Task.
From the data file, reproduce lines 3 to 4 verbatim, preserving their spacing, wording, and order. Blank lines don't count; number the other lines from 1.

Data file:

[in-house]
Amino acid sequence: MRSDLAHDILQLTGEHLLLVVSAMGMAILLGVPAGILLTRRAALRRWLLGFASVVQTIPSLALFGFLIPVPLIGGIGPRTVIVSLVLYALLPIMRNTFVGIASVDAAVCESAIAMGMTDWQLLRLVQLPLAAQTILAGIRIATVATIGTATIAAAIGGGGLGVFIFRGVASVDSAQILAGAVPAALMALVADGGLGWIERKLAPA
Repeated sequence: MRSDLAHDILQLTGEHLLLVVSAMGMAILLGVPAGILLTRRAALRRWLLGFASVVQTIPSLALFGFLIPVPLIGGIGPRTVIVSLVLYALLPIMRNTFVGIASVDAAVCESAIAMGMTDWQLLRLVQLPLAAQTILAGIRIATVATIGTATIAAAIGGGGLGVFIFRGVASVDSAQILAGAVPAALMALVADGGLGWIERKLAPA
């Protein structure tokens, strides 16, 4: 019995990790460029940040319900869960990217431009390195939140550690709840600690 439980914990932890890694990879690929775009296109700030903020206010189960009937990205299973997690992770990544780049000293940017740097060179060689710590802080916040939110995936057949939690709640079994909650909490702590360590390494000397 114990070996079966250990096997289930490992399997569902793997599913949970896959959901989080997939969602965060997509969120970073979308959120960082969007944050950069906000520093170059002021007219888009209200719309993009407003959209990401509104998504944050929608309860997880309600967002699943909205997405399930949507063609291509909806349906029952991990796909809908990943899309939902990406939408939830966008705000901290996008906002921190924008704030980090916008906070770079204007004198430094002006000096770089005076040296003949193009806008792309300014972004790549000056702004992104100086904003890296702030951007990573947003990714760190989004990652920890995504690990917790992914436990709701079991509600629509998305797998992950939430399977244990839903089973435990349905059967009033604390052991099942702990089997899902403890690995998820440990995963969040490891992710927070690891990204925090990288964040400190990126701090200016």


Repeated sequence: MRSDLAHDILQLTGEHLLLVVSAMGMAILLGVPAGILLTRRAALRRWLLGFASVVQTIPSLALFGFLIPVPLIGGIGPRTVIVSLVLYALLPIMRNTFVGIASVDAAVCESAIAMGMTDWQLLRLVQLPLAAQTILAGIRIATVATIGTATIAAAIGGGGLGVFIFRGVASVDSAQILAGAVPAALMALVADGGLGWIERKLAPA
């Protein structure tokens, strides 16, 4: 019995990790460029940040319900869960990217431009390195939140550690709840600690 439980914990932890890694990879690929775009296109700030903020206010189960009937990205299973997690992770990544780049000293940017740097060179060689710590802080916040939110995936057949939690709640079994909650909490702590360590390494000397 114990070996079966250990096997289930490992399997569902793997599913949970896959959901989080997939969602965060997509969120970073979308959120960082969007944050950069906000520093170059002021007219888009209200719309993009407003959209990401509104998504944050929608309860997880309600967002699943909205997405399930949507063609291509909806349906029952991990796909809908990943899309939902990406939408939830966008705000901290996008906002921190924008704030980090916008906070770079204007004198430094002006000096770089005076040296003949193009806008792309300014972004790549000056702004992104100086904003890296702030951007990573947003990714760190989004990652920890995504690990917790992914436990709701079991509600629509998305797998992950939430399977244990839903089973435990349905059967009033604390052991099942702990089997899902403890690995998820440990995963969040490891992710927070690891990204925090990288964040400190990126701090200016």